[originally posted Saturday, March 34, 11:02 p.m.] An editorial in Sunday's Milwaukee Journal Sentinel argues for reforms to Wisconsin recall procedures and standards, and there is a line in it which I've italicized below that cries out for clarification because it misses the basis for Walker's recall by the proverbial country mile.
From the editorial:
What that has meant over the past year is that recalls are triggered primarily over single-vote issues. Yes, those seeking the recall of Gov. Scott Walker will tell you that drive is about a slew of issues from canceling a Milwaukee-to-Madison fast rail line to alleged power grabs by the governor to so-called giveaways to Big Business and so on.
But does anyone really think there would be a recall drive if the governor had not proposed and gotten passed Act 10 last year, which severely limited collective bargaining for most public employee unions in the state?Here is another way to write that line - -
But does anyone really think that Scott Walker would have been elected Governor if he had disclosed during the campaign that he intended to introduce a bill which severely limited collective bargaining for most public employee unions in the state?- - and the inspiration for that rewrite comes from three memorable lines from a Milwaukee Journal Sentinel editorial of just about a year ago I had posted and have repeated because the reasoning and conclusion was dead-on accurate then, and remain so today:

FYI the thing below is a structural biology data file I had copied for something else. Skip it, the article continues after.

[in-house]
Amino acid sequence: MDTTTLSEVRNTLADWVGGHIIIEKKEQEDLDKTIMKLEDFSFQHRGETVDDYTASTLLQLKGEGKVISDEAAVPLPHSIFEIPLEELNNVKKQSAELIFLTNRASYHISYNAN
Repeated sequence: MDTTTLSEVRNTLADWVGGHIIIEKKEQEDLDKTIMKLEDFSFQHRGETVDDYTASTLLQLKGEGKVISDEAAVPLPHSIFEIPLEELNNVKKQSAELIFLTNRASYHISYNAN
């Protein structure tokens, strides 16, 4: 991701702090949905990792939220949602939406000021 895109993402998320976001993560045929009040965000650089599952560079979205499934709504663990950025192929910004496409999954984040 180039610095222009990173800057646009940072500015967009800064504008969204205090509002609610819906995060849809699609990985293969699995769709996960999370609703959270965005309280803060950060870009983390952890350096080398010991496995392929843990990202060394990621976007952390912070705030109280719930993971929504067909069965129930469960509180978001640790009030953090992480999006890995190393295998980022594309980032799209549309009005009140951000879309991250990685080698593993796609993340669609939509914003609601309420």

Walker never campaigned on disenfranchising public-employee unions. If he had, he would not have been elected. He got a spare 52% of the vote - hardly a mandate for what he is trying to do.The recall effort is more than a reaction to a single-vote, and there are numerous issues about Walker's entire agenda that need to be raised.
A recall election is the only means available to hold Walker accountable for an out-sized lie of omission: his failure to disclose when it counted - - during the campaign - - that he intended, if he were to win, to do away with most public sector collective bargaining - - a lie compounded by his subsequent insistence to the contrary, PolitiFact has found.
No one knows what the recall outcome will be.
But it will force Walker to participate in the contest he denied Wisconsin voters in 2010: a fully-honest election, with every one's cards on the table.